Summon ghosts with risky games from Vietnamese culture and history
The 7th month of the lunar calendar has arrived, meaning that we’ve entered the hungry ghost season. Just like any Asian society, Vietnamese people are well aware of taboo practices that can invoke supernatural misfortune and ghostly apparitions.
Truth be told, not all of us shy away from seeing ghosts. Living in this day and age where The Conjuring Universe films reign supreme and videos about paranormal activities are aplenty on YouTube, the spiritual world is but an idle fantasy for some people.
If you’re one of them, check out these traditional Vietnamese ways to summon ghosts and make your own judgement call.
Disclaimer: these are practices widely rumored to be done in Vietnam. We do not encourage or promote them and this information is for entertainment purposes only.
1. Using a sedge mat previously covering someone who died
Image adapted from: Nguoi Lao Dong
Among the many types of ghosts in Vietnam is ma cuốn chiếu, roughly translated as the ghost of a sedge mat. Of course, not every sedge mat is haunted by a ghost, especially newly woven ones.
Haunted sedge mats are said to be ones that have already been used to cover someone who just died.
Roadside accidents or people dying of suicide are not uncommon in Vietnam. When a person is found dead in a public area, it’s a common practice that strangers will come and cover their bodies with woven sedge mats. Normally, these sedge mats are removed once the ambulance or police vans come and take the bodies away.
Sedge mats for bedspread are very popular in Vietnam
Image credit: Bach Hoa Xanh
However, have you ever wondered where these sedge mats end up once the dead people are taken away for burial?
People who have basic knowledge of ghost control usually make time to burn these sedge mats because they have been used to cover dead people. This is also to prevent these sedge mats from being collected, washed, and sold to other people who don’t know the taboo history of these objects.
Nonetheless, that’s not always the case. Some people just toss these sedge mats away into the nearest trash can or leave them at the nearest cemetery. From time to time, these sedge mats are just left alone, and blown around by the wind.
If you go to any cemetery in Vietnam, chances are one’ll find numerous sedge mats lying around. Or, if you’re driving on the road and see a random sedge mat lying there or on the roadside, chances are it might have been used to cover a dead body.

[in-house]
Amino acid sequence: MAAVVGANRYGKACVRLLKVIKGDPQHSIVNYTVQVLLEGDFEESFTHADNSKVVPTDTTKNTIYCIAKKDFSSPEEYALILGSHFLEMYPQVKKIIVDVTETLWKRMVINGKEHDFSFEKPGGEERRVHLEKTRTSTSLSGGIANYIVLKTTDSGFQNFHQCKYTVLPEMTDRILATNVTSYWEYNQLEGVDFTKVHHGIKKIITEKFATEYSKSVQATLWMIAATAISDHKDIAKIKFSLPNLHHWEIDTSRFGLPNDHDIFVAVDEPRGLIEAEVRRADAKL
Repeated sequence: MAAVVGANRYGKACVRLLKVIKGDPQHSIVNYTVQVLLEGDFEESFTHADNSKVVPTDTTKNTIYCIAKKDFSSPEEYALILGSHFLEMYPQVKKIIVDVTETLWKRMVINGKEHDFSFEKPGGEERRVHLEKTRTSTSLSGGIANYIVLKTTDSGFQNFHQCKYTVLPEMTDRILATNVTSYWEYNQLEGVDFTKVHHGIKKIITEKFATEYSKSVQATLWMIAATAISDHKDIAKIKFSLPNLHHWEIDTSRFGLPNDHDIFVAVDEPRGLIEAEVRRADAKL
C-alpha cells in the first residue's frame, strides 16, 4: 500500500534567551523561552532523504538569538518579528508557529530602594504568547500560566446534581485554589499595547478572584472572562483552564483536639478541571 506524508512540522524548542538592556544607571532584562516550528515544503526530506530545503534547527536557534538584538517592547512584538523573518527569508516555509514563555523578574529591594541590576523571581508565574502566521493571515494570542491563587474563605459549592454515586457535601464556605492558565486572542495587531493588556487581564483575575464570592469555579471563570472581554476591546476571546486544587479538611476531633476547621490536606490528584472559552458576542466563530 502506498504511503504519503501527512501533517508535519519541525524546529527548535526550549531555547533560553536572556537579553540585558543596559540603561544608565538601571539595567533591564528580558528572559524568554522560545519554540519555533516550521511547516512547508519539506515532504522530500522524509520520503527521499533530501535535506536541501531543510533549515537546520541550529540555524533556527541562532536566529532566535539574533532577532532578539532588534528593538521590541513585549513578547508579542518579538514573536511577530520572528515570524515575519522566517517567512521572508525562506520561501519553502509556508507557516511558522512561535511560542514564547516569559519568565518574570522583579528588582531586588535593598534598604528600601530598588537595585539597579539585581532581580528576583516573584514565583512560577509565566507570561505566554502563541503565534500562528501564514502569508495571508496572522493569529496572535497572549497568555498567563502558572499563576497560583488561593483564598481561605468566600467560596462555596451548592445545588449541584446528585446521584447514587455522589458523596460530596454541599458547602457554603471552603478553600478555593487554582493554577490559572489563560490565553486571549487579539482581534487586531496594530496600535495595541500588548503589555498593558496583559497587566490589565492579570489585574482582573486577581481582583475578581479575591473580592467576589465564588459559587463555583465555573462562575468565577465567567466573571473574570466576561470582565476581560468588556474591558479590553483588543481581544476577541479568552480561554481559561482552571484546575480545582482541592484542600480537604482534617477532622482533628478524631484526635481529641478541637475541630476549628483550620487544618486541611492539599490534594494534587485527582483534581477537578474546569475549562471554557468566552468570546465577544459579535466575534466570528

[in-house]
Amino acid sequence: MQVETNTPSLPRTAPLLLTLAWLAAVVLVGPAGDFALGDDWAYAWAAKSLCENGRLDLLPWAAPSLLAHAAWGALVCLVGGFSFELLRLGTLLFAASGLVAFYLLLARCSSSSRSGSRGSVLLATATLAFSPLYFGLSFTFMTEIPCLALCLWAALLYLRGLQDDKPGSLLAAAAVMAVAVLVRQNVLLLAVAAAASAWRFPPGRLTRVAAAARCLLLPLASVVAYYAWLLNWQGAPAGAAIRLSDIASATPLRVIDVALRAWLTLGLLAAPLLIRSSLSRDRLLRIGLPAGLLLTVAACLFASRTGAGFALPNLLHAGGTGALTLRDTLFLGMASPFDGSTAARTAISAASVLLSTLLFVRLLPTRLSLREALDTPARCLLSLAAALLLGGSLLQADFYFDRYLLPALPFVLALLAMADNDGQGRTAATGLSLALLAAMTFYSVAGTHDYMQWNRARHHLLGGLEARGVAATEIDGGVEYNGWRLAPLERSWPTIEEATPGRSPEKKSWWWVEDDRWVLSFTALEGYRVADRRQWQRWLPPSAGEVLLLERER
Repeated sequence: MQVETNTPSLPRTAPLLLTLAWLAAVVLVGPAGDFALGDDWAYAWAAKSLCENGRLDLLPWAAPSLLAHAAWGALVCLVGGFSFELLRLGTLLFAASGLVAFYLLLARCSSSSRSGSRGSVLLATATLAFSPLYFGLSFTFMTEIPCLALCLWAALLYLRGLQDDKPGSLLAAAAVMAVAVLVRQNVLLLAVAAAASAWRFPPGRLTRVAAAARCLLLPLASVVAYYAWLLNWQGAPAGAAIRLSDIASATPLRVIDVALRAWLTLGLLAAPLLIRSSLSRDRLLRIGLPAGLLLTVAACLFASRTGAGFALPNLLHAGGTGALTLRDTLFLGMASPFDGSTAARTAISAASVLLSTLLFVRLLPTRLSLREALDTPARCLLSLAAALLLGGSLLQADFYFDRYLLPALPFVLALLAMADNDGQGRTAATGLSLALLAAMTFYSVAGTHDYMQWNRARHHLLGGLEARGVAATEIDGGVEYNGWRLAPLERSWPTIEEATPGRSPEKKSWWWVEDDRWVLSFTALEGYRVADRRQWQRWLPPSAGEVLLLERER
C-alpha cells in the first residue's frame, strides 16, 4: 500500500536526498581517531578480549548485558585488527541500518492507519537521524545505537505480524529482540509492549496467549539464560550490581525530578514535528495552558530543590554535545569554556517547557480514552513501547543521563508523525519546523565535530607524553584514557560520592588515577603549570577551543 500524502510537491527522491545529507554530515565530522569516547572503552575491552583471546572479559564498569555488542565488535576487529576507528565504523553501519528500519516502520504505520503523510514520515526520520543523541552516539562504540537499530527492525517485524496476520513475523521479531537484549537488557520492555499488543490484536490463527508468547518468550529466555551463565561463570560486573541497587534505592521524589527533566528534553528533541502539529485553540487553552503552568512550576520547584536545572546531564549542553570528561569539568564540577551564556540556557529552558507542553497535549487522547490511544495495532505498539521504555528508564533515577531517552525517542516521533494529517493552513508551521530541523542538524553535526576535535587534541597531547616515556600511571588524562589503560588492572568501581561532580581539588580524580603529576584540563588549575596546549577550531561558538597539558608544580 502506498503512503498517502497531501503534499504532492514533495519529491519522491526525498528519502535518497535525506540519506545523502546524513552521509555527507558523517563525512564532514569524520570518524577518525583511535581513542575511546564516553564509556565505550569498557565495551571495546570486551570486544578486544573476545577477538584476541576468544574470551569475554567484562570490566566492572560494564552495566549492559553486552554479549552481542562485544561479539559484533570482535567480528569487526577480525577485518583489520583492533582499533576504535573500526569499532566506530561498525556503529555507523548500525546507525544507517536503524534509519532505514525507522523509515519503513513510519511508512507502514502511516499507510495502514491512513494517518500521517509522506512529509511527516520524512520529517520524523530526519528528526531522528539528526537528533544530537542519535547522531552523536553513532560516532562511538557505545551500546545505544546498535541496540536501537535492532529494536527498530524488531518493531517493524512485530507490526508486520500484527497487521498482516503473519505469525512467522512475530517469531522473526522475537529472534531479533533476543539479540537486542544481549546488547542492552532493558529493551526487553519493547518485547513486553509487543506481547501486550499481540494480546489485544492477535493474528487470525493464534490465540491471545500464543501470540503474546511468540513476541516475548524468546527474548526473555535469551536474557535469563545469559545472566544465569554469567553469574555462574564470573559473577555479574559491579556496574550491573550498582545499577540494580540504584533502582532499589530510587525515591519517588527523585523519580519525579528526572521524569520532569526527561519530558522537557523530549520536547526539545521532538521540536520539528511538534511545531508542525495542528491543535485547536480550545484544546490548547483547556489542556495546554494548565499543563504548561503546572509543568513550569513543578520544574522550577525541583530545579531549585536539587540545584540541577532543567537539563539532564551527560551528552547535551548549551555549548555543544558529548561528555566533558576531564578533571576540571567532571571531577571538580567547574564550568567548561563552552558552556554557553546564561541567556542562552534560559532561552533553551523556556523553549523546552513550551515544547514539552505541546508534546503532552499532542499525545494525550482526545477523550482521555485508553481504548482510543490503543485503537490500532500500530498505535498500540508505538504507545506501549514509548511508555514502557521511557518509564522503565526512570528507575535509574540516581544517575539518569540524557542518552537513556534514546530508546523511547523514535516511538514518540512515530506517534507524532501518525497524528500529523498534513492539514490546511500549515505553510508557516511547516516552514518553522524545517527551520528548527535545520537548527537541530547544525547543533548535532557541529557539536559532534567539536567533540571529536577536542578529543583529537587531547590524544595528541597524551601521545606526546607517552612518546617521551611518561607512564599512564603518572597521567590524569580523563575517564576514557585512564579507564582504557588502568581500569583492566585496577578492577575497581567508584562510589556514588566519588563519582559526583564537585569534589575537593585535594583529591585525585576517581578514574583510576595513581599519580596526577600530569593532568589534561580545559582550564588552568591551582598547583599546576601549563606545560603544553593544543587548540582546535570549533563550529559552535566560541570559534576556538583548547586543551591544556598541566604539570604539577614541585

There’s a widespread belief that these sedge mats contain the spirits of the deceased persons who were last covered with them. If these spirits are successfully summoned, these sedge mats will stand up.
How the ritual is prepared
Image credit: Bach Hoa Xanh
In order to carry out this ritual, one will need to find a sedge mat that’s been used to cover the body of someone who died on the road.
At the same time, bring a toy-sized straw effigy or doll, a bowl of salt, a bowl of rice, and a bowl of wine to the ritual location.
Prepare three pieces of long red thread which will be used to tie up the sedge mat, three incense sticks, and 2 candles.
Last but not least, find 2 paper amulets that are used to summon spirits and 2 paper amulets that are used to disarm and secure spirits.
For illustration only
Image credit: Phong Thuy Yen Minh
To purchase paper amulets, the ritual-holder will need to go to renowned ghost masters or monks. Some research on the Internet will help one find amulets from reliable sources in their area. Please take note that religious items that are related to summoning spirits or promoting superstition are not publicly sold in Vietnam.
If the ritual-holder has the nerve, they may carry out this ritual inside a cemetery or in a dark, quiet place where nobody passes by.
How the ritual is performed
First, the ritual-holder will light the candles and burn the incense sticks.
Next, they will burn 1 spirit-summoning amulet and hover it over the straw effigy until the amulet is reduced to ashes. Then they may sprinkle the wine, the salt, and the rice over the straw effigy.
After that, they will place the straw effigy on the sedge mat, roll up the sedge mat with the effigy in it, and tie it neatly with the red threads into three parts.
This is also how dead bodies were handled in the old days. For families who couldn’t afford caskets, the deceased were wrapped in sedge mats which were then bound with threads for burial.
If nothing happens after thirty minutes, the ritual-holder can burn an extra amulet and hover it over the sedge mat.
After that, they can continue waiting for another thirty minutes.
If the three incense sticks have burned out and nothing happens, they should end the ritual, kindly burn the sedge mat, and go home.
The sedge mat standing up by itself
Image adapted from: Ghosthub TV
The ritual is said to work if the sedge mat stands erect and even moves around. Some have reported seeing a hand come out from the sedge mat as well.